Academic journal article Alif: Journal of Comparative Poetics

Resistance Literature Revisited: From Basra to Guantanamo

Academic journal article Alif: Journal of Comparative Poetics

Resistance Literature Revisited: From Basra to Guantanamo

Article excerpt

Taking the recent publication of memoirs by former Guantanamo detainees as an occasion for revisiting the question and possibility of resistance in literature, this article reads these memoirs against Ghassan Kanafani's 1962 novella Men in the Sun, remembering the call to action the novella's tragic ending embodied. The author asks whether or not the so-called "question of Palestine" and the enduring struggle of the Palestinian people can articulate a model for resistance that might be taken up against contemporary challenges and dominant forms of power; confronting the post-9/11 ideology of a "war on terror" that enables repeated and flagrant violations of human rights.

Introduction: Banging on the Walls of the Truck

The thought slipped from his mind and ran onto his tongue: "Why didn't they knock on the sides of the tank?" He turned right round once, but he was afraid he would fall, so he climbed into seat and leaned his head on the wheel.

"Why didn't you knock on the sides of the tank? Why didn't you say anything? Why?"

The desert suddenly began to send back the echo:

"Why didn't you knock on the sides of the tank?

Why didn't you bang the sides of the tank? Why? Why? Why? (Ghassan Kanafani, Men in the Sun 74)

The last lines of Ghassan Kanafani's novella, Men in the Sun, set in 1958 but first published in Arabic in 1962, provoked an initial furor of critical response: Why, its readers asked at the time, should Palestinians be represented as the passive victims, unwittingly suffocating to death inside the empty water tank of a truck on the Iraq/Kuwait border? Why should Palestinians be represented as the unwanted, unwarranted detritus of a dominant narrative, an international process that had fatally turned its Palestinian protagonists into hapless refugees and unfortunate economic migrants, seeking menial, hardly remunerated, labor in Kuwait?

Those same lines that concluded Kanafani's novella, echoing from the desert desolation, resound again, some forty-four years later, no less desolately but every bit as demandingly, in the memoir by former Guantanamo detainee Moazzam Begg, Enemy Combatant (2006), who recals one of his many transports to yet another interrogation during what the "British Muslim" describes as the "most profound and difficult period of my life to date" (xiv):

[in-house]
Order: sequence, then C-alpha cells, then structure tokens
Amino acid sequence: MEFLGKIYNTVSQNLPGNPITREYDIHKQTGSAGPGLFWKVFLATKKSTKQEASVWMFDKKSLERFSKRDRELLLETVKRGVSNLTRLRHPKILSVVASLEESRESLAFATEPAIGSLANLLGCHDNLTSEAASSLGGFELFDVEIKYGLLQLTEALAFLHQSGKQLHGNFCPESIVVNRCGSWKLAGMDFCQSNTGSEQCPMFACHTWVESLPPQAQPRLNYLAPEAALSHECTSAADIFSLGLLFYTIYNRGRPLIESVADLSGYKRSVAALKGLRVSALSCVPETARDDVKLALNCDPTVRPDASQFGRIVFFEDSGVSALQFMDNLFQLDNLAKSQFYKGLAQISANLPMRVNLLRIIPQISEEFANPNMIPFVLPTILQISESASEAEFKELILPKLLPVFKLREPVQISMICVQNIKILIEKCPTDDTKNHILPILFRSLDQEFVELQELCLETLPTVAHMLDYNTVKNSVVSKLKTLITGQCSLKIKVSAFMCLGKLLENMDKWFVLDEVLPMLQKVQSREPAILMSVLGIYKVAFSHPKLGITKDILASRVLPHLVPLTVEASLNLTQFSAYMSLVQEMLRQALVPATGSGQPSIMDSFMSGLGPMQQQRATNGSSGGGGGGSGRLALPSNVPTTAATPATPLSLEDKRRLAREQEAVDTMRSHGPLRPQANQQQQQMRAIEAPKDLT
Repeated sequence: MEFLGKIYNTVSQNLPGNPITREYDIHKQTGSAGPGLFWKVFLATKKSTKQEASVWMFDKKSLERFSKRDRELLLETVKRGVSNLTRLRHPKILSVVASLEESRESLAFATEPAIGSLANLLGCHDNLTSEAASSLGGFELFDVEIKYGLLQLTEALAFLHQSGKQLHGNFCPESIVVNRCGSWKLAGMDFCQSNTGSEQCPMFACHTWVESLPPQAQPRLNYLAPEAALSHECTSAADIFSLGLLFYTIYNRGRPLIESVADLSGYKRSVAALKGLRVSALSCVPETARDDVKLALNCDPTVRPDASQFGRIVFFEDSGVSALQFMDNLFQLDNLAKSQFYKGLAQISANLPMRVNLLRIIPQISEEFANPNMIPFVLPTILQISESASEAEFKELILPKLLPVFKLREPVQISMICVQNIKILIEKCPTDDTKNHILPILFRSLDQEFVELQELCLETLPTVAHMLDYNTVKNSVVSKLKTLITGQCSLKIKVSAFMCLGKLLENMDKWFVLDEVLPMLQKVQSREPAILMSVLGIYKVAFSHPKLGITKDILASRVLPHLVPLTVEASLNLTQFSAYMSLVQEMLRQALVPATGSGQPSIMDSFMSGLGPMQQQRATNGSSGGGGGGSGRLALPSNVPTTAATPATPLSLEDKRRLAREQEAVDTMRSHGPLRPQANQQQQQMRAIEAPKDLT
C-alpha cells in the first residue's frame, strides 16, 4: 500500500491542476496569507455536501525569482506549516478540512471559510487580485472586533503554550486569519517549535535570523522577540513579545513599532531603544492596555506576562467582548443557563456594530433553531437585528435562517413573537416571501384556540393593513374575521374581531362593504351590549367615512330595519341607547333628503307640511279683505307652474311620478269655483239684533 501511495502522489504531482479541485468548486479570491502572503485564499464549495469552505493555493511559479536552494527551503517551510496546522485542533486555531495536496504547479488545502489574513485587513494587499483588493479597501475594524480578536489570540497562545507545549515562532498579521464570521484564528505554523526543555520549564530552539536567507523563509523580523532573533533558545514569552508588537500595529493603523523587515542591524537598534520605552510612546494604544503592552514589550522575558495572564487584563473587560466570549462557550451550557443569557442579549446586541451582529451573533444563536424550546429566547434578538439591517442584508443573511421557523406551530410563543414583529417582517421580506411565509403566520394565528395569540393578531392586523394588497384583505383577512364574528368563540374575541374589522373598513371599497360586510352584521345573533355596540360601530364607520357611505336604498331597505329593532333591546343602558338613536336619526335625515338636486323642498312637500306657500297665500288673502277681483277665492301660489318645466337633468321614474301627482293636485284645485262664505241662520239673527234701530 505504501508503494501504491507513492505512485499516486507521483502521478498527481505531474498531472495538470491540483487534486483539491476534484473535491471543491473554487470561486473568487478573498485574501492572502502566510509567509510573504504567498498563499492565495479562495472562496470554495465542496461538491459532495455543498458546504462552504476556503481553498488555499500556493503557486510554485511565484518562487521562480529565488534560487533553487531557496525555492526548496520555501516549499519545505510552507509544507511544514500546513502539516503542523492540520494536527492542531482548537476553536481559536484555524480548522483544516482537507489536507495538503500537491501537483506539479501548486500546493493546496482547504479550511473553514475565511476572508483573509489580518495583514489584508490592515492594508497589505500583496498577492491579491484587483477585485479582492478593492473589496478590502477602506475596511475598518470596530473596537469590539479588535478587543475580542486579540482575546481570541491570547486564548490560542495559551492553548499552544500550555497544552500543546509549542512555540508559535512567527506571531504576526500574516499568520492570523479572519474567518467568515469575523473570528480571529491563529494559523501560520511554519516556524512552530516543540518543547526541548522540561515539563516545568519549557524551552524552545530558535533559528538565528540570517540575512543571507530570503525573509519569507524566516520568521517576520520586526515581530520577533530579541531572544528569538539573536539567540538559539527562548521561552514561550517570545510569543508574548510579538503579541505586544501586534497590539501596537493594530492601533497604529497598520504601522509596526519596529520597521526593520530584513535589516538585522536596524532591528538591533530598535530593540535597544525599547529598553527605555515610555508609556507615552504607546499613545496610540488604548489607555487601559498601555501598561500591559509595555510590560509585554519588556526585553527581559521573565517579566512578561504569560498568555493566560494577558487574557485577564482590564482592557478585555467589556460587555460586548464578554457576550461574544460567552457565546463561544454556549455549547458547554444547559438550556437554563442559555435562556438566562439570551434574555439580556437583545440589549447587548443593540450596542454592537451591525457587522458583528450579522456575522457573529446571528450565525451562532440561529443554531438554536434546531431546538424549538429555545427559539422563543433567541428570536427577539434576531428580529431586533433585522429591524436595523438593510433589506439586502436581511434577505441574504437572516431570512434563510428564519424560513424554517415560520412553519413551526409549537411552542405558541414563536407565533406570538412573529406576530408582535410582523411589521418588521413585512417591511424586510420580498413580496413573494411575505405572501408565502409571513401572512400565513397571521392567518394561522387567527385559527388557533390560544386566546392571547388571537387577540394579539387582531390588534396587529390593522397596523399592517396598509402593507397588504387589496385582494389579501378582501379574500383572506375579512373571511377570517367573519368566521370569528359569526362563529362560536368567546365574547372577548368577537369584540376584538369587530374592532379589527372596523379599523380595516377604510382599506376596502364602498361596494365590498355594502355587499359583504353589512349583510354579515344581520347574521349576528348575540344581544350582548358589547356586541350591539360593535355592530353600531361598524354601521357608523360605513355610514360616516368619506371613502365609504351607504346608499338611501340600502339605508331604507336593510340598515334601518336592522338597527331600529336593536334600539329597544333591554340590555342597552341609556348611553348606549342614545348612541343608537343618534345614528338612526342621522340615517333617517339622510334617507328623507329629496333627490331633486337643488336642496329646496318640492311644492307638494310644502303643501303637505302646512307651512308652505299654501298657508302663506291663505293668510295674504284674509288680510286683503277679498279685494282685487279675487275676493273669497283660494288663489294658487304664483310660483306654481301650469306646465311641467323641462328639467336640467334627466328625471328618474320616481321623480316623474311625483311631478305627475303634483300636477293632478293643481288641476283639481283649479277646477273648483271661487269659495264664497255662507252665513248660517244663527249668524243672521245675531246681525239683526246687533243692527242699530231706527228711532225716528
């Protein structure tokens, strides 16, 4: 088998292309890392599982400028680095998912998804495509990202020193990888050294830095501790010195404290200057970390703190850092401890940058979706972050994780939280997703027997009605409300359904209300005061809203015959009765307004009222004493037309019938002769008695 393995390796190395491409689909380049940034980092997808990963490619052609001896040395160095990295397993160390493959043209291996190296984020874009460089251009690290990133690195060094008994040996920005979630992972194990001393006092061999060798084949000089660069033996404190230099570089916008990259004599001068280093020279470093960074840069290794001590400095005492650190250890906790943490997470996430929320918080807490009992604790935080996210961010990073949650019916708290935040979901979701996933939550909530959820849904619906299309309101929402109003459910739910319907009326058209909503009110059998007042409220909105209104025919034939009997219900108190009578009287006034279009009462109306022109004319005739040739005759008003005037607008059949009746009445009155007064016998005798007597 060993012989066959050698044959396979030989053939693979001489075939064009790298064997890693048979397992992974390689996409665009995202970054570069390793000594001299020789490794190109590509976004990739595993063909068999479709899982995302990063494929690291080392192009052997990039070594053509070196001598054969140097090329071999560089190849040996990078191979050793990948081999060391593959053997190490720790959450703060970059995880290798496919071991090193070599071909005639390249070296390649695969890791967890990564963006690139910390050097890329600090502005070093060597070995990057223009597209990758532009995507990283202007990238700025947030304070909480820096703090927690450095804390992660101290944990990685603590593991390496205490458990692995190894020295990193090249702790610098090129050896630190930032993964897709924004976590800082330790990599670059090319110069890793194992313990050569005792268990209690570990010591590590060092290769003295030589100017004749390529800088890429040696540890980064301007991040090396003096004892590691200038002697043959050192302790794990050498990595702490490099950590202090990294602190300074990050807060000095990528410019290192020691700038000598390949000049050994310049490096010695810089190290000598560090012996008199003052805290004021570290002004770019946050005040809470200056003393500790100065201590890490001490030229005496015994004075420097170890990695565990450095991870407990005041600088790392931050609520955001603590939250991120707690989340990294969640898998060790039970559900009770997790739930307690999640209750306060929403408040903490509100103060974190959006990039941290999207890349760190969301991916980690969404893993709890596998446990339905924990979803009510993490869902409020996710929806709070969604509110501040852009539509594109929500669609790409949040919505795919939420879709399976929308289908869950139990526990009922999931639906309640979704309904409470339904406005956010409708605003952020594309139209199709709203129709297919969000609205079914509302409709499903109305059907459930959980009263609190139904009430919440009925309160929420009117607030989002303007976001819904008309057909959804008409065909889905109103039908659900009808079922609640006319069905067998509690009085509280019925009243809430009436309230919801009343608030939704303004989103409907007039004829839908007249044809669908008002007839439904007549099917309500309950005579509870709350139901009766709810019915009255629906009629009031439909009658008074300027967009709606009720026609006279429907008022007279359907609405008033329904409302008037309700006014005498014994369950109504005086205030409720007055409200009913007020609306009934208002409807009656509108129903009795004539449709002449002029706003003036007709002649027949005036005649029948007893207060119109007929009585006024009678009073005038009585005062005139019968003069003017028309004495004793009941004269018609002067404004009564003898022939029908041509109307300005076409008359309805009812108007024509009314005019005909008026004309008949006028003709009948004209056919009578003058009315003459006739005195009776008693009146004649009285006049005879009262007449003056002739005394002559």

Sweat was streaming down my face, and I could feel it
   lying inside the shackles. I said, "I really, really, need
   some water, please."

      "I can't open the door from inside. They won't
   open the door until we arrive." He could have banged on
   the door, or used his radio, but he decided to wait. The
   military rigidity, the inability to grasp a situation with
   common humane sense, the absolute lack of flexibility,
   was something that really ground me down, although I
   always tried to control my fury. Suddenly, I vomited right
   there inside the vehicle. As it was a medical van, there
   was a bucket in it, which the guard managed to place near
   me. Eventually he banged on the door hard enough to get
   attention. The truck stopped, and they gave me some
   water, and helped me out. (225)

Why didn't you knock on the sides of the truck? Why didn't you bang on the walls of the tank? He could have banged on the door, after all, or used his radio. "Why, why," Abul Khaizuran--the Men in the Sun's truck driver--appeals to the corpses he disposes of on a Kuwaiti rubbish heap, "couldn't you say anything?" (74) Kanafani's "men in the sun" had spoken at length, however, as they sought in vain to negotiate their fraught way from Basra to a rather dubious future in Kuwait. Moazzam Begg, for his part, was facing yet another interrogation with still another broker of the Bush-waged war on terror in Guantanamo Bay. What do their--Abu Qais, Assad, Marwan, Moazzam--respective stories have still and again to say to us--their readers and critics, partisans and bystanders, smugglers and traffickers, interrogators, likely or unlikely, one and all? …

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